So my picture, right?
I had absolutely laughed and rated cruelly many pictures on Hot or Not myself and with friends, but I always kind of figured that by laughing at them I was somehow separating myself from those labels. Those ratings. Because when I was honest with myself, I was sure I was ugly too. (I certainly acted ugly then, I admit).
But for Lydon the Younger, finding out that he was a 7 by people I didn't know? That he had somehow escaped the "or Not" side of the scale was a genuine shock and a perverse kind of validation. It didn't take long for the feeling to wear off. Had his worst fears of his appearance been confirmed he probably would have worn that for years, but it is easy to ignore praise when we are so used to seeing ourselves a certain way. I think it is probably pretty common for us to hold on to judgments that meet our own self-critical view of ourselves and forget the compliments (explicit and implied) that people pay us. This may very well be a way of keeping humble, but it also keeps us from feeling valuable.
It wasn't until recently that I realized how absolutely terrible this 7 was. Honestly, I had not thought about being rated in this plainly gross way until recently, when one of our presidential candidate's history of rating women on this scale was brought up. I think it is hard for men to recognize the degree to which women are objectified, but for a moment I remembered being objectified myself, and as an adult person who values himself in a way that a 1-10 scale cannot fully express, I felt kind of gross for having been so judged fifteen years ago.
And yet at the time a part of Lydon the Younger needed that. Not the number, but the feeling that he had value. That he looked good enough for people to like him. He knew he was never going to be that hot guy from the rom-com on the varsity team whose hair manages to be as perfectly formed as his biceps even after taking off his helmet, but feeling attractive mattered. It sucks, but it's true.
It took years, but eventually I learned that I had a lot more control over how I felt than I realized. I started acting. Not in the theater or drama sense, but in the sense that I would pretend to be something I wasn't. Confident. Happy. Good looking. Even if I didn't really buy these labels myself, over time it seemed like other people did, and the trick about acting a certain way is that if you do it long enough, it stops being pretend. You often hear that you "shouldn't pretend to be something you're not," but if you can be the person you want to be and that person happens to be more satisfied than the person you are now, I say ignore that advice with prejudice. I ascribe more to the "fake it 'till you make it" cliche these days.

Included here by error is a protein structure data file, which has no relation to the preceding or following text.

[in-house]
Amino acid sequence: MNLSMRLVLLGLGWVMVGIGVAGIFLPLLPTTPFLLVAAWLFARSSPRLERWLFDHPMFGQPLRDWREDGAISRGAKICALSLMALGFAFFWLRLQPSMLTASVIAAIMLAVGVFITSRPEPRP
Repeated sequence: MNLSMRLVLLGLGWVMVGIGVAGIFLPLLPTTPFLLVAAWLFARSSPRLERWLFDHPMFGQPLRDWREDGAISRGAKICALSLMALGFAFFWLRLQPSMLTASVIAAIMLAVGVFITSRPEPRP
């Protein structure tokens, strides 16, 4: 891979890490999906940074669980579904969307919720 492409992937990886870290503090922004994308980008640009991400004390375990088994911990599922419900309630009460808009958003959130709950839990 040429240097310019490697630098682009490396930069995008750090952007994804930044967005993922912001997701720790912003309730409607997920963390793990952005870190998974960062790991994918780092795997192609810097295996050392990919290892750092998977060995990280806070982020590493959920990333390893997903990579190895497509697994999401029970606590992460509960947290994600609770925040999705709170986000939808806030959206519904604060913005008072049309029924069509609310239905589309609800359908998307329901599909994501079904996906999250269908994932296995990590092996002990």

When my act became me, when I stopped considering the value that others placed on me and became satisfied with the value I had for myself, the world became more simple. This clarity helped me realize that my 7 wasn't important because it made me feel pretty, but because it made me feel valuable. That feeling didn't stick with me long because being valuable to someone else is infinitely less important that feeling valuable yourself.
So if you are anything like Lydon the Younger, pretend to be valuable. I can tell you that you are - unquestionably - valuable, but my validation of you has a pretty short shelf life. Commit to being the person you want to be, someone that lets you define your own rating.
You don't have to be perfect, or even pretend to be. I sometimes play at infallible for a gag, but I have faults. I see them and I hope you do too. I don't want to be a 10 by any scale (although this is a half-truth, because I would strongly consider alakazaming Ryan Gosling's looks given the opportunity). What I want is to be a seven. Not in beauty, but as a whole person. I want to be in a space where I feel good about who I am now, where I am a better version of myself today than I was in years or even days past, and where I have room to grow to become even better. Make no mistake, I'm still uncertain about my appearance: I've got a gap in my teeth you can drive through and I have a future as one of those men whose beard seems to be a distraction from the odd shape of his shaved head.
But I am a solid seven.
(Originally Published February 23rd, 2017)